The Abbé Stadler (1748-1833), a close friend of both Haydn and Mozart, composed at least two different canonic completions of Haydn’s farewell theme:
— a canon for Soprano, Tenor, and Piano, with additional text:
Hin ist alle meine Kraft, [Fled forever is my strength]
Doch, was sie erschuf, bleibt stets. [But what it has achieved stands fast.]
alt und schwach bin ich [Old and weak am I]
Ewig lebt dein Ruhm. [Lasting is thy fame.]
and
— a short canonic movement for String Quartet in which Haydn’s “Der Greis” theme appears at its original pitch, a third below, a fifth below, and a seventh below.
We offer:
the Vocal Canon (Soprano and Tenor with Piano), $8 + postage, or FREE on request with an order over $50
the canon for String Quartet (score and parts), $9 + postage, or FREE on request with an order over $50.
                     ______________________________________

#491. Indian Summer (“An American Idyll”) by Victor Herbert. A smooth seductive salon piece from 1919.        $7.00

#412. Tuomala Tunes: Eleven Children’s Songs: melodies by Heikki Tuomala, realizations for string quartet by Charles Small (4 Lullabies. Anna’s Song, Home, Love Song, Shepherd Boy, Cat, Old Frog, Horse)
set of parts, $12.00; score, $8.00

#461. Chopineske – An irreverent piece based on Chopin’s famous little prelude Opus 28, #7.                  $5.00

#468. Danny Boy (aka Eily Dear, Would God I Were the Tender Apple Blossom, Londonderry Air, and (in some circles) London Derrière) A slightly adventurous rendering of this much-loved song.
set of parts $6.00; score, $5.00; both, $10.00

#433. You Are My Sunshine (a romp, based on the familiar song by Jimmie Davis and Charles Mitchell)                 $6.00

#469. Four Pieces by Ernesto Nazareth (1863-1934), an important Brazilian composer of more than 200 Tangos, Waltzes, etc. He was also a prolific composer of music to accompany silent movies. ESCOREGANDO (Tango Brasiliero), CORAÇÃO QUE SENTE (Valsa), ODEON (Tango Brasiliero), and VITORIOSO (Tango). Originally for piano, arranged for string quartet. This is music which cannot be heard, or played, without broad smiles all around!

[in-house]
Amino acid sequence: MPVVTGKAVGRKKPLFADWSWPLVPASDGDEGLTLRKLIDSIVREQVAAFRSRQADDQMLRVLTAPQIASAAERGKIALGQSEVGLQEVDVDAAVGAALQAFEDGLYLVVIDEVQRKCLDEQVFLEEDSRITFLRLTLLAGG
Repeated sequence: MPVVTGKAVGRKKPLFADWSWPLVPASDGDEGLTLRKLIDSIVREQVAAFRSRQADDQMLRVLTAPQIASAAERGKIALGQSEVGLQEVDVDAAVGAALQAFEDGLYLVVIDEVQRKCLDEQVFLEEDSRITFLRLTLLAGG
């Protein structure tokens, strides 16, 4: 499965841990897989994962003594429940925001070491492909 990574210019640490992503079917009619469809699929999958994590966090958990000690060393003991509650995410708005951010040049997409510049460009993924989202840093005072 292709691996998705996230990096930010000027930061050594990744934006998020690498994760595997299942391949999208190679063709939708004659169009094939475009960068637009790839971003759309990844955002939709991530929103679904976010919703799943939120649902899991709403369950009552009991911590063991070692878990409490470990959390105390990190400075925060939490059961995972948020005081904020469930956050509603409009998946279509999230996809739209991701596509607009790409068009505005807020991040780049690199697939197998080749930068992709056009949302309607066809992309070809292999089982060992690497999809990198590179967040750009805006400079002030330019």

$6 each, or $20 for all four.

#470. Four Elizabethan Madrigals: The Silver Swan (Orlando Gibbons, 1583-1625), Matona Mia Cara (Orlando di Lasso, 1532-1594), April is in my Mistress’ Face (Thomas Morley, 1557-1603) and Now is the Month of Maying (Thomas Morley), transcribed for string quartet.                $6 each, or $20 for all four.

#471. Franz Schubert, Salve Regina, an early (1816) piece originally for choir (SATB), transcribed for string quartet. A lovely quiet meditation.  set of parts, $8

A bonbon for (various versions of) string trio: The slightly deranged final movement (Gigue) from Bach’s Partita #1, for Clavier, in Bb. The middle voice (viola, or violin 2) is a challenging Moto Perpetuo– the other two instruments have an easier time of it.
A showy encore, and a snappy party piece!
Available in three versions:
#309A — string trio (Violin, Viola, Cello)
#309B — modified string trio (Two Violins and Cello)
#309C — “terzetto” version (Two Violins and Viola)
                     Each version, score and set of parts, $8                                                                                               Any two versions, $14.     All three, $20.

Au Fond du Temple Saint— the famous duet aria (tenor/baritone) from Bizet’s opera The Pearl Fishers.
We offer two instrumental versions:
— A transcription for viola and cello, or two violas, with piano.
Set of parts, $8.

— #473. An arrangement for String Quartet, with the vocal lines given to viola and cello.                      Score and set of parts, $10.

#472. Ruhe Sanft, mein holdes Leben— A soprano aria from Mozart’s unfinished 1779 opera Zaide. Arrangement for String Quartet. A lovely quiet piece, perfect for weddings.                     Score and set of parts, $10.

#474. George Gershwin: Prelude #2 (from Three Preludes, for piano) A moody bluesy piece, which works beautifully for string quartet. The middle section gives the cello a chance to wail.
Set of parts $7, score $5, both $10.

#475. Verdi: the Quartet from Act IV of Rigoletto. In this String Quartet transcription the cello sings the title role; the viola is the Duke, and the violins are Gilda and Maddalena. The four players double as the orchestra too, of course . . .               Parts $6, score $4, both $9.

#494. For VIOLA QUARTET (4 Violas) — Couperin, Les Barricades Mystérieux. A charmer, originally for clavecin. Score and parts, $10.